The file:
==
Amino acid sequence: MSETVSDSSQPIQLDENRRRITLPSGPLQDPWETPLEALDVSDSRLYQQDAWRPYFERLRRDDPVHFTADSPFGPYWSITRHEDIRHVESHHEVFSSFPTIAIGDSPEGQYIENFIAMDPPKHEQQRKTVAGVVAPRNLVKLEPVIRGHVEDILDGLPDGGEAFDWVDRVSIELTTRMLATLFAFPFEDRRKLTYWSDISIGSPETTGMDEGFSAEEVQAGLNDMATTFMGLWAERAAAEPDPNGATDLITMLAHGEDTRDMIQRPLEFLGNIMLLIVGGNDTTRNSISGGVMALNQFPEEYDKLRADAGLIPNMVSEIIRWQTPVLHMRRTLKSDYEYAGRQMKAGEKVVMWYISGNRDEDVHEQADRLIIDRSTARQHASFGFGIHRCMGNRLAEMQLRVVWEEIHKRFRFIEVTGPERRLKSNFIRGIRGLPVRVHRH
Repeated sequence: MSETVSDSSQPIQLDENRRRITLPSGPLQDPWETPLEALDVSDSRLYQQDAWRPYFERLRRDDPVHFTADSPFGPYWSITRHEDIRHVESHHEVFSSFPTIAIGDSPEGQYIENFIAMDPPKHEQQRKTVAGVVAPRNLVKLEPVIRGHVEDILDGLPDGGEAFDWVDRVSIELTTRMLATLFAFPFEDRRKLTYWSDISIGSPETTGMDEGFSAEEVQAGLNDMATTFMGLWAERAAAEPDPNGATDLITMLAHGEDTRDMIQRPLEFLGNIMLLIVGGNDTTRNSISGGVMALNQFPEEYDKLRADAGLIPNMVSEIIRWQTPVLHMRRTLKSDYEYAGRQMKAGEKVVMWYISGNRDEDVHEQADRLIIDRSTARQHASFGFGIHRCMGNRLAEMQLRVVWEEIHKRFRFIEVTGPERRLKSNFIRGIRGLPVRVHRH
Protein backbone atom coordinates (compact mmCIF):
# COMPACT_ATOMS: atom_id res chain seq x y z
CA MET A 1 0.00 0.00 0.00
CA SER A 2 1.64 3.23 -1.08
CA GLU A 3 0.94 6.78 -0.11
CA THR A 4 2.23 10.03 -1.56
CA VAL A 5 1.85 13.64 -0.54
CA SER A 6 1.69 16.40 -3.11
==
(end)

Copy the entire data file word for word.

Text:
Amino acid sequence: MSETVSDSSQPIQLDENRRRITLPSGPLQDPWETPLEALDVSDSRLYQQDAWRPYFERLRRDDPVHFTADSPFGPYWSITRHEDIRHVESHHEVFSSFPTIAIGDSPEGQYIENFIAMDPPKHEQQRKTVAGVVAPRNLVKLEPVIRGHVEDILDGLPDGGEAFDWVDRVSIELTTRMLATLFAFPFEDRRKLTYWSDISIGSPETTGMDEGFSAEEVQAGLNDMATTFMGLWAERAAAEPDPNGATDLITMLAHGEDTRDMIQRPLEFLGNIMLLIVGGNDTTRNSISGGVMALNQFPEEYDKLRADAGLIPNMVSEIIRWQTPVLHMRRTLKSDYEYAGRQMKAGEKVVMWYISGNRDEDVHEQADRLIIDRSTARQHASFGFGIHRCMGNRLAEMQLRVVWEEIHKRFRFIEVTGPERRLKSNFIRGIRGLPVRVHRH
Repeated sequence: MSETVSDSSQPIQLDENRRRITLPSGPLQDPWETPLEALDVSDSRLYQQDAWRPYFERLRRDDPVHFTADSPFGPYWSITRHEDIRHVESHHEVFSSFPTIAIGDSPEGQYIENFIAMDPPKHEQQRKTVAGVVAPRNLVKLEPVIRGHVEDILDGLPDGGEAFDWVDRVSIELTTRMLATLFAFPFEDRRKLTYWSDISIGSPETTGMDEGFSAEEVQAGLNDMATTFMGLWAERAAAEPDPNGATDLITMLAHGEDTRDMIQRPLEFLGNIMLLIVGGNDTTRNSISGGVMALNQFPEEYDKLRADAGLIPNMVSEIIRWQTPVLHMRRTLKSDYEYAGRQMKAGEKVVMWYISGNRDEDVHEQADRLIIDRSTARQHASFGFGIHRCMGNRLAEMQLRVVWEEIHKRFRFIEVTGPERRLKSNFIRGIRGLPVRVHRH
Protein backbone atom coordinates (compact mmCIF):
# COMPACT_ATOMS: atom_id res chain seq x y z
CA MET A 1 0.00 0.00 0.00
CA SER A 2 1.64 3.23 -1.08
CA GLU A 3 0.94 6.78 -0.11
CA THR A 4 2.23 10.03 -1.56
CA VAL A 5 1.85 13.64 -0.54
CA SER A 6 1.69 16.40 -3.11